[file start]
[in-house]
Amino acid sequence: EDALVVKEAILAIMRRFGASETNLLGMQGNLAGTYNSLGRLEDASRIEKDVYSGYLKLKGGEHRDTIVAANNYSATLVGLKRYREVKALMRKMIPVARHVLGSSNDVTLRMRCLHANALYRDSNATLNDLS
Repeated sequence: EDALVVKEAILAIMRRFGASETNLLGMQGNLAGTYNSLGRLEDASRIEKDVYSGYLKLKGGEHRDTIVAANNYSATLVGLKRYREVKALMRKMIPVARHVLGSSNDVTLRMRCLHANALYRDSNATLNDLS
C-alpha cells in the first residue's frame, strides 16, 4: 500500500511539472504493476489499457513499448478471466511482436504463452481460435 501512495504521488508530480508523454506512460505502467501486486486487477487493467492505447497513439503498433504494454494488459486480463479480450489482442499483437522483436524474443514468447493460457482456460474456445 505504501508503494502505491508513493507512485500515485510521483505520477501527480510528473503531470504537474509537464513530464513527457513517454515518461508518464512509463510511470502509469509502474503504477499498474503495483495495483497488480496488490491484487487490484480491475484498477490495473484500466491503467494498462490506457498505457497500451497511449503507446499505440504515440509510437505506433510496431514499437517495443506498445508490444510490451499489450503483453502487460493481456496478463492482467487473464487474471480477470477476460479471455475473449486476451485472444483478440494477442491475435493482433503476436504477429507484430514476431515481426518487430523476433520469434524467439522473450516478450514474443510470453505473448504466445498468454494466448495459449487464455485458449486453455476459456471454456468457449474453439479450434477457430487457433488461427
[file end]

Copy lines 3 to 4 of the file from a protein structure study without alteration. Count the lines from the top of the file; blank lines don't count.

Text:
Repeated sequence: EDALVVKEAILAIMRRFGASETNLLGMQGNLAGTYNSLGRLEDASRIEKDVYSGYLKLKGGEHRDTIVAANNYSATLVGLKRYREVKALMRKMIPVARHVLGSSNDVTLRMRCLHANALYRDSNATLNDLS
C-alpha cells in the first residue's frame, strides 16, 4: 500500500511539472504493476489499457513499448478471466511482436504463452481460435 501512495504521488508530480508523454506512460505502467501486486486487477487493467492505447497513439503498433504494454494488459486480463479480450489482442499483437522483436524474443514468447493460457482456460474456445 505504501508503494502505491508513493507512485500515485510521483505520477501527480510528473503531470504537474509537464513530464513527457513517454515518461508518464512509463510511470502509469509502474503504477499498474503495483495495483497488480496488490491484487487490484480491475484498477490495473484500466491503467494498462490506457498505457497500451497511449503507446499505440504515440509510437505506433510496431514499437517495443506498445508490444510490451499489450503483453502487460493481456496478463492482467487473464487474471480477470477476460479471455475473449486476451485472444483478440494477442491475435493482433503476436504477429507484430514476431515481426518487430523476433520469434524467439522473450516478450514474443510470453505473448504466445498468454494466448495459449487464455485458449486453455476459456471454456468457449474453439479450434477457430487457433488461427